We are truly adult when we have behind us the presence of the dead. But they must be our dead.
After the first few books Heaney’s life, the life of the century, took him away from Mossbawn in Country Derry, and his poems of that place—the milk and the laundry, the to and fro—dazzling, indispensable, were cast, bedizened, even, with the light of memory. In this book the earth the spade takes up is as important as what it finds. Even in “Herbal,” based on the Herbier de Bretagne by the Breton poet Eugène Guillevic, the natural descriptions are part of a present reckoning: “I had my existence. I was there / Me in place and the place in me.” In “Loughanure,” in memory of Colin Middleton, one of a dozen individual elegies,
As I drive unhomesick, unbelieving, through A grant-aided, renovated scene, trying
To remember the Greek word signifying A world restored completely: that would include Hannah Mhor’s turkey-chortle of Irish,
The swan at evening over Loch an Iubhair.
The Italian writer Natalia Ginzburg tells us that we are truly adult when we have behind us the presence of the dead. But they must be our dead. As Heaney has grown older he has become less transfixed by the past: he is “unhomesick,” a phrase that brings to mind the German unheimlich. For Heaney to relinquish the past is an uncanny trick, a sign that the before-life can take care of itself. In “Route 110,” which follows Virgil into the underworld but manages at the same time to plot a life from a childhood in the 1950s up to the recent birth of a first grandchild—which the poet attends with his bunch of “stalks and silvered heads / Like tapers that won’t dim”—the past that Heaney recounts is now less sure. Exactly what was seen—“was it only / A surface-ruck and gleam we took for / An otter’s head?” He is less certain of being certain.
The final poem of Human Chain, “A Kite for Aibhin” (after “L’Aguione,” a poem by the nineteenth-century Italian Giovanni Pascoli), is another little story. The poem is a late version of an early one, “A Kite for Michael and Christopher,” which appeared in Station Island. In the earlier poem, the poet hands the kite spool to his children,
take it in your two hands, boys, and feel the strumming, rooted, long-tailed pull of grief. You were born fit for it. Stand here in front of me and take the strain.
In “A Kite for Aibhin,” written three decades later, a white wing hangs in the air, floating above the stanza. It’s a kite, but a kite that reminds the speaker of another kite, another day. This time, the kite is “a long-tailed comet.” Grief is too close now, too familiar to be named. In the poet’s hand is not a pen or a gun but a kite straining at his grip. His hand is “like a spindle / Unspooling, the kite a thin-stemmed flower.” An echo of the slender vowels of the word “wife,” from “The Skunk,” mutating now not into the earth but into the air. But the string breaks: “separate, elate” (a phrase from Dickinson). Heaney at seventy-five is both the kite—pure spirit—and the kite handler. The last line of the poem, “The kite takes off, itself alone, a windfall,” returns the reader to the opening of Human Chain. The sycamore leaves, loosed by a gust of wind, patter on the roof—something we and the poet would have missed, had he not been awake.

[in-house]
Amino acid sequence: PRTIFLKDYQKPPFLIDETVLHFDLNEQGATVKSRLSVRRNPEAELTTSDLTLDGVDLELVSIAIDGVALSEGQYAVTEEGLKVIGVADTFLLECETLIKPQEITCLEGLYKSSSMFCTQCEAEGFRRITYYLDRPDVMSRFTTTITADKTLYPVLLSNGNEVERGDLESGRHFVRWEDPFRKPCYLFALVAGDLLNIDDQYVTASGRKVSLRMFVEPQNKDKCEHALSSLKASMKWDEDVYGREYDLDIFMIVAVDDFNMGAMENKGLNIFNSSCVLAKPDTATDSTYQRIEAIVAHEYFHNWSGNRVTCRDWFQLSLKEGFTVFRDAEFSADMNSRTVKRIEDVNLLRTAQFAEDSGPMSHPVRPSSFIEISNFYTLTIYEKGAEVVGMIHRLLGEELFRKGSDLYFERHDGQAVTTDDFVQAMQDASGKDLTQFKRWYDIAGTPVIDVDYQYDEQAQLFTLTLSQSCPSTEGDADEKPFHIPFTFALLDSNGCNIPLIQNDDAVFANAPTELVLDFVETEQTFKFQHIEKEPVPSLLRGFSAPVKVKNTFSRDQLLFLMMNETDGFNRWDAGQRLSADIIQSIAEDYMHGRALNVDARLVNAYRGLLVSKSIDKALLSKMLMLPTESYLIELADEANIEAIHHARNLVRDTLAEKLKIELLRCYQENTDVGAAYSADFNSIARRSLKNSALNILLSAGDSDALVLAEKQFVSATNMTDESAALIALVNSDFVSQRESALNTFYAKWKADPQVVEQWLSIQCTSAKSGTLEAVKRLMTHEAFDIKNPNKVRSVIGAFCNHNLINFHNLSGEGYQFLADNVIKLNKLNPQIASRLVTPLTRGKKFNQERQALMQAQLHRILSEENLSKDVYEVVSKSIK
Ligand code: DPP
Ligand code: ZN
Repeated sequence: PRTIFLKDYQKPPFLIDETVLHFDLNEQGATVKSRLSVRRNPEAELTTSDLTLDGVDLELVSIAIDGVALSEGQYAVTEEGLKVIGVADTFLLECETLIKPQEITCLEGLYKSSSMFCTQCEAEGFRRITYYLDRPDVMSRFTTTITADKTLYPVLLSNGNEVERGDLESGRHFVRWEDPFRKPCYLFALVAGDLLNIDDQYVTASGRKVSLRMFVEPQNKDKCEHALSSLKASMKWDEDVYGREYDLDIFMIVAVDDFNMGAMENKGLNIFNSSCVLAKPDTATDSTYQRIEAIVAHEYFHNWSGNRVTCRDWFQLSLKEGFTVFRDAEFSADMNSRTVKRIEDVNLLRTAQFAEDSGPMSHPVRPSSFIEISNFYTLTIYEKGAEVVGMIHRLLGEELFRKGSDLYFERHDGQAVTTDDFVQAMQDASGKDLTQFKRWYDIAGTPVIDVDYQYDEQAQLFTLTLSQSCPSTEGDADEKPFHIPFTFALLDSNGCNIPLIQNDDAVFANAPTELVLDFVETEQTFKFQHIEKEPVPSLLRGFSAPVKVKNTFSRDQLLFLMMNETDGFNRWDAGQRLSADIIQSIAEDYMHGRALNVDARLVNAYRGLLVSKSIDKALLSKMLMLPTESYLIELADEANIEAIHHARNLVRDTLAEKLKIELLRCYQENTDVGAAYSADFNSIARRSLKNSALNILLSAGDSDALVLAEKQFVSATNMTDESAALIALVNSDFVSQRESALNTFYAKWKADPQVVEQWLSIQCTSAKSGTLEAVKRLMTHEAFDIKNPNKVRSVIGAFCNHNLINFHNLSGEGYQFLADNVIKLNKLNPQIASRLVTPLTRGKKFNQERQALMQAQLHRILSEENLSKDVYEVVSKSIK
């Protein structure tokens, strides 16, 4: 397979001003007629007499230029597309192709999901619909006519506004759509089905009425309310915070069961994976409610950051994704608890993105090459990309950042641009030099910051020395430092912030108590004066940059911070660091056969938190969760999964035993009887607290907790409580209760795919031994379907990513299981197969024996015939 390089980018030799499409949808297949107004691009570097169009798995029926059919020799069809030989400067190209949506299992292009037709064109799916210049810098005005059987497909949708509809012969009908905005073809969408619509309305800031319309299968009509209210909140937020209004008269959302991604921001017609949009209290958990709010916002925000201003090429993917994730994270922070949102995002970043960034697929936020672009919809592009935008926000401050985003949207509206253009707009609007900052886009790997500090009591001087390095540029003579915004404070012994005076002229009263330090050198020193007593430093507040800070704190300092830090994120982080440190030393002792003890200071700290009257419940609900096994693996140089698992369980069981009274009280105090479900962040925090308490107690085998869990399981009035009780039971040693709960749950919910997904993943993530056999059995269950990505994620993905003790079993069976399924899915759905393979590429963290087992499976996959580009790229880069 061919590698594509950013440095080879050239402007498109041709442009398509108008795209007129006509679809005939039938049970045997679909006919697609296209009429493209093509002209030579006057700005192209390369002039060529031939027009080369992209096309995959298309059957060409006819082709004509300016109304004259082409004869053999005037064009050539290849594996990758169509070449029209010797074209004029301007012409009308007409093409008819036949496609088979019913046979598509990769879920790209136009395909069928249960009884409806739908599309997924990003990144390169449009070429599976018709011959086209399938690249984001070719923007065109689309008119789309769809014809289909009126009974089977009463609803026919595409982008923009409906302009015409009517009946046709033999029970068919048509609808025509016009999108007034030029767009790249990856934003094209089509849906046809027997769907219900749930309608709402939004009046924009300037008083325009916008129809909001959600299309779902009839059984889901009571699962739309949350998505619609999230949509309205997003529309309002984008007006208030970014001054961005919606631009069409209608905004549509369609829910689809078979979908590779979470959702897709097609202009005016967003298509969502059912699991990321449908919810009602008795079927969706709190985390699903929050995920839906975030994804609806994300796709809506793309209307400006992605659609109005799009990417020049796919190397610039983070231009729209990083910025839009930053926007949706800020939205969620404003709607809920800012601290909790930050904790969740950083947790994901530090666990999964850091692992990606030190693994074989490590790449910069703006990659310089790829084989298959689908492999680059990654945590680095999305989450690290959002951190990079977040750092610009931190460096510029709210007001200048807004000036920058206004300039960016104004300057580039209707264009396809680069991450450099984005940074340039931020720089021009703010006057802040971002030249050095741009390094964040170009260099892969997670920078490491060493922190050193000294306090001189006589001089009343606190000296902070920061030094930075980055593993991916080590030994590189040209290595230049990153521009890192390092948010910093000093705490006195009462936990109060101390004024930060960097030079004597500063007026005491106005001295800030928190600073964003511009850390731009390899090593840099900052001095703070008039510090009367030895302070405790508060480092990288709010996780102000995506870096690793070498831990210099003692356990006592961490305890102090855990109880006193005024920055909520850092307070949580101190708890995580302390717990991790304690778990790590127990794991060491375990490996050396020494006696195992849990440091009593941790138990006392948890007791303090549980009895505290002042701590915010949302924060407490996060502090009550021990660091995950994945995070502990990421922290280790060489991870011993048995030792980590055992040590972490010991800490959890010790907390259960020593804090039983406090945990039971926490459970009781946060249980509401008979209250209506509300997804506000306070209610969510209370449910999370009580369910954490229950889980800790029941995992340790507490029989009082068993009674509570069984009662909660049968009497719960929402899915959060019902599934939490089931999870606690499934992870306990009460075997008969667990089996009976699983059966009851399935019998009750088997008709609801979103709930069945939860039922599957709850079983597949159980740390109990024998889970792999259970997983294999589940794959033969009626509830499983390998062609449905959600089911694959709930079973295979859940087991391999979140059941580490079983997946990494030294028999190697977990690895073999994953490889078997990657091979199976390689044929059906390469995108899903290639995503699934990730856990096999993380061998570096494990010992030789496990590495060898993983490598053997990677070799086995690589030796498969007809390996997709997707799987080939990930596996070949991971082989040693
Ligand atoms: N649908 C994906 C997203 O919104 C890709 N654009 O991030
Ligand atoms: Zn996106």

“A WHITE WING IN THE AIR” might be the start of a poem by Derek Walcott, now in his eightieth year, poet of air and water to Heaney’s gloam and earth. Walcott’s new book, White Egrets, comprises fifty-four mostly untitled poems, some in individual sections. All are the product of meditation and long musing. The horizon’s dusky band changes in relation to the poet’s sightline. It is useless to compare the two, but it seems to me that whereas Heaney’s poems are a series of faits accomplis—we enter a Heaney poem—Walcott’s work, persistent, wide-ranging, both lyrical and rhetorical, reports on a world in which he is in turn, and sometimes both at once, comfortable and discomfited. The reasons for this are historical. An early poem, “As John to Patmos” (In A Green Night, 1964), sets down the vision to which he will consistently return:
This island is heaven – away from the dustblown blood of cities; See the curve of bay, watch the straggling flower, pretty is The wing’d sound of trees, the sparse-powdered sky.
A place set off from other places, where the flower is “straggling” and trees are filled with birds. Later, in “Codicil” (The Gulf, 1973), the ringing phrase “To change your language you must change your life” leads, a few lines later, to
I am nearing middle age, burnt skin peels from my hand like paper, onion-thin like Peer Gynt’s riddle.
Gynt’s riddle is, of course, both apt and mysterious: “What is it, to be oneself?” In Another Life (1973), Walcott, who by now is Neptune’s scribe, in a long poem, “The Divided Child,” is stationary, looking out from
Verandahs, where the pages of the sea are a book left open by an absent master in the middle of another life— I begin here again, begin until this ocean’s a shut book, and like a bulb the white moon’s filaments wane.
For Walcott, the world he is driven to set down is itself a text that he is at once reading, deciphering, and writing. As we and he know, “The classics can console. But not enough” (“Sea Grapes,” 1976). The story is yet to be written: the answer to the riddle is the language the poet uses to solve it. For Walcott, like Heaney, the pen is at once a tool and a gun, but for Walcott, because the world is a text, the life lived outside the page is exegesis. In “Preparing for Exile” (also from “Sea Grapes”), he asks,
why does my gift already look over its shoulder for a shadow to fill the door and pass this very page into eclipse? Why does the moon increase into an arc-lamp and the inkstain on my hand prepare to press thumb-downward, before a shrugging sergeant?